May the 4th be with you, as Star Wars fans gleefully say to each other today, but it isn’t just Star Wars day. More ominously, it’s also Britain’s overshoot day. Or at least it was when it was calculated in 2017.
Every year humanity uses more resources than the earth is able to replenish in a given year – timber grown, fish caught, waste processed and CO2 absorbed. That consumption is very unequal, with some people using few resources, and others consuming far more than a sustainable share.
If everyone in the world consumed at the same rate as we do in Britain, we would overshoot the earth’s biocapacity on the fourth of May.
Japan, you’re tomorrow. France was yesterday, and there’s a longer list here. The earlier your nation’s overshoot day falls, the worse your environmental performance. Ideally you don’t want to be on the list at all, and that means that your consumption is sustainable.
Going into overshoot isn’t the same as ‘running out of resources’. It’s more like going into overdraft on your bank account. You can keep spending, but you’re digging a deeper and deeper hole in your finances. With the earth, it’s quite possible to use more resources than the planet can replenish, but it lowers regenerative capacity for the next year.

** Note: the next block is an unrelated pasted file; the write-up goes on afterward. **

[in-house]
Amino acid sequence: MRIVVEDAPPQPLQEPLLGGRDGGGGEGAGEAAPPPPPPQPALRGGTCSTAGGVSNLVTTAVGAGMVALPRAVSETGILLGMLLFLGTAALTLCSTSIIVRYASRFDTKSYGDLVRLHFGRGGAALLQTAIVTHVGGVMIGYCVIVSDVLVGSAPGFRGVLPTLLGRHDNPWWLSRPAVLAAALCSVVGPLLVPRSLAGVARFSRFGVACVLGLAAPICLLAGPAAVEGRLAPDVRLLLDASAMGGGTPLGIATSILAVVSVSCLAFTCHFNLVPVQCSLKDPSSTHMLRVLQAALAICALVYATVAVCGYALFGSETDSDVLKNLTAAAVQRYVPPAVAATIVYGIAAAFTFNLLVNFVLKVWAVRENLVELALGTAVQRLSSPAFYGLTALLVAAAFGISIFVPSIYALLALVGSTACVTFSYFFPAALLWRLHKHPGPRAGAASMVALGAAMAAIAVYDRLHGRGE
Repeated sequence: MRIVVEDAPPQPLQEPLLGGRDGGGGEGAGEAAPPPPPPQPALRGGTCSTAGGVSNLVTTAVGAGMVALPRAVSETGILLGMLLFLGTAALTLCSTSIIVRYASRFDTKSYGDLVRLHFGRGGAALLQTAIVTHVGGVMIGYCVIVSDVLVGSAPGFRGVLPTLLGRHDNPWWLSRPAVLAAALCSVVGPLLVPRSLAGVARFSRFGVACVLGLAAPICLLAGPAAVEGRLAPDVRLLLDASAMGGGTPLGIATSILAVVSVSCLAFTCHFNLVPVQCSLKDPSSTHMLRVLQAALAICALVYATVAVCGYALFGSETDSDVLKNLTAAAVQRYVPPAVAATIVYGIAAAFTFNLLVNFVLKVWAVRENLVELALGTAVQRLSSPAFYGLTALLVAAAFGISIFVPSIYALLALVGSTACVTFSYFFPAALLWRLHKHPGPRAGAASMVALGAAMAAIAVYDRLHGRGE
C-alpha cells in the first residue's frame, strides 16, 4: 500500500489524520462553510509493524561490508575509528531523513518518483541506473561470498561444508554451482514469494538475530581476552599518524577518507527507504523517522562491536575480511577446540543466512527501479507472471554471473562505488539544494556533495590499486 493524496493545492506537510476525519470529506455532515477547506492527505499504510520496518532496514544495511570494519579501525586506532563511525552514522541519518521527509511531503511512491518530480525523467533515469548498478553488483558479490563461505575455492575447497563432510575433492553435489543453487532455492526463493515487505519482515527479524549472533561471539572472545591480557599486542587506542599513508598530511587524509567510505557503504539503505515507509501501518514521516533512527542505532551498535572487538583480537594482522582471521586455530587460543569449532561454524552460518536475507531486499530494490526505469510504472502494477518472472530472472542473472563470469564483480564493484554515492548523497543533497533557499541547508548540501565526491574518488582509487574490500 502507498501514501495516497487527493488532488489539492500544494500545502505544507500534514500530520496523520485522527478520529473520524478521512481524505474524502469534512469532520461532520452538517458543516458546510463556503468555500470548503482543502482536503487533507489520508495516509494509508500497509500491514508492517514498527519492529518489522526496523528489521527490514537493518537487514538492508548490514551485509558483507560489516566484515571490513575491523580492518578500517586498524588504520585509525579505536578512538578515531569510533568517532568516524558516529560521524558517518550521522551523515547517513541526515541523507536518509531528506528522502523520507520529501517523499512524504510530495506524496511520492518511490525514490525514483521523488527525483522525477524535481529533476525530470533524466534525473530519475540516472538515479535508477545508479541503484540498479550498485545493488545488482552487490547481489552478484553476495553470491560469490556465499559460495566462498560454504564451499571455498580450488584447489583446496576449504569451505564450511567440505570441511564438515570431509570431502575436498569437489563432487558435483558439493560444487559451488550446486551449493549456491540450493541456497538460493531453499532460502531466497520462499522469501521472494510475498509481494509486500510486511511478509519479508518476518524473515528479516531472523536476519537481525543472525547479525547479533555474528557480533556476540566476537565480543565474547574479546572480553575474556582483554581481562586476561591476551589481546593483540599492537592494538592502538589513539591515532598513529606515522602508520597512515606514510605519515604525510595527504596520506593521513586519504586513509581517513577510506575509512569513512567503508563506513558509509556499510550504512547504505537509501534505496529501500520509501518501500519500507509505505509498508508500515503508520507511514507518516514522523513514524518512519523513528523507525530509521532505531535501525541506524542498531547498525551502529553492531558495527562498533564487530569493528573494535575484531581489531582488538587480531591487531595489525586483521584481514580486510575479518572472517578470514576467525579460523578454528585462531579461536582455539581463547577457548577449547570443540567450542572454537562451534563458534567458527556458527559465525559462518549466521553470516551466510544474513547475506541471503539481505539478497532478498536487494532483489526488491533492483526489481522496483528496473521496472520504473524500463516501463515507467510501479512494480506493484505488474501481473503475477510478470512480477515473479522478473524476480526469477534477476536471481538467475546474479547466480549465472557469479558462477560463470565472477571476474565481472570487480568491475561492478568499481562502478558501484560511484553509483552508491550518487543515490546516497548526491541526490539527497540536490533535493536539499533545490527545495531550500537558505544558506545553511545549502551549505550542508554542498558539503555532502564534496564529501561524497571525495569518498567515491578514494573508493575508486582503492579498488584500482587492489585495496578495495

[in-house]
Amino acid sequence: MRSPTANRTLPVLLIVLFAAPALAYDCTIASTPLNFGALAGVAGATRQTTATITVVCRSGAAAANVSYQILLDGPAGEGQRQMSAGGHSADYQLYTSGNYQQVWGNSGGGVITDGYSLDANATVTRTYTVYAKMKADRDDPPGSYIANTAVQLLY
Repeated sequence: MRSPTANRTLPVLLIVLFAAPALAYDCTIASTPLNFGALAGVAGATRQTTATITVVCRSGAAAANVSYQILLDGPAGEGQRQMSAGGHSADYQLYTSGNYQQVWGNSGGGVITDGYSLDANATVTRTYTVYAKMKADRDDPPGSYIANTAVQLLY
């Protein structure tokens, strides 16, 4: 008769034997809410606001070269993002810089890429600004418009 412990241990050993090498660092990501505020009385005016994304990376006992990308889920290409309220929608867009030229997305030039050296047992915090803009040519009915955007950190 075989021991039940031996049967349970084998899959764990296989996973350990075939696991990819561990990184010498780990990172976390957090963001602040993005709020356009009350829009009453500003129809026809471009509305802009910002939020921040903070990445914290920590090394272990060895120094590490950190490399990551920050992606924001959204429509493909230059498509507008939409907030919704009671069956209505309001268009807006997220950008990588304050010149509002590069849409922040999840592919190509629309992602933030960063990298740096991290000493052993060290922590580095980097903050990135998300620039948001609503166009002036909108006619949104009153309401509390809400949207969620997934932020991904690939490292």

If we take a global perspective, the world’s overshoot day falls in August, and represents “the date when humanity’s annual demand on nature exceeds what Earth can regenerate over the entire year.” The exact day will be revealed later this year, and there’s a contest to see if you can guess it correctly at overshootday.org. You can also work out your personal overshoot day here.
- feature image by Kristaps Grundsteins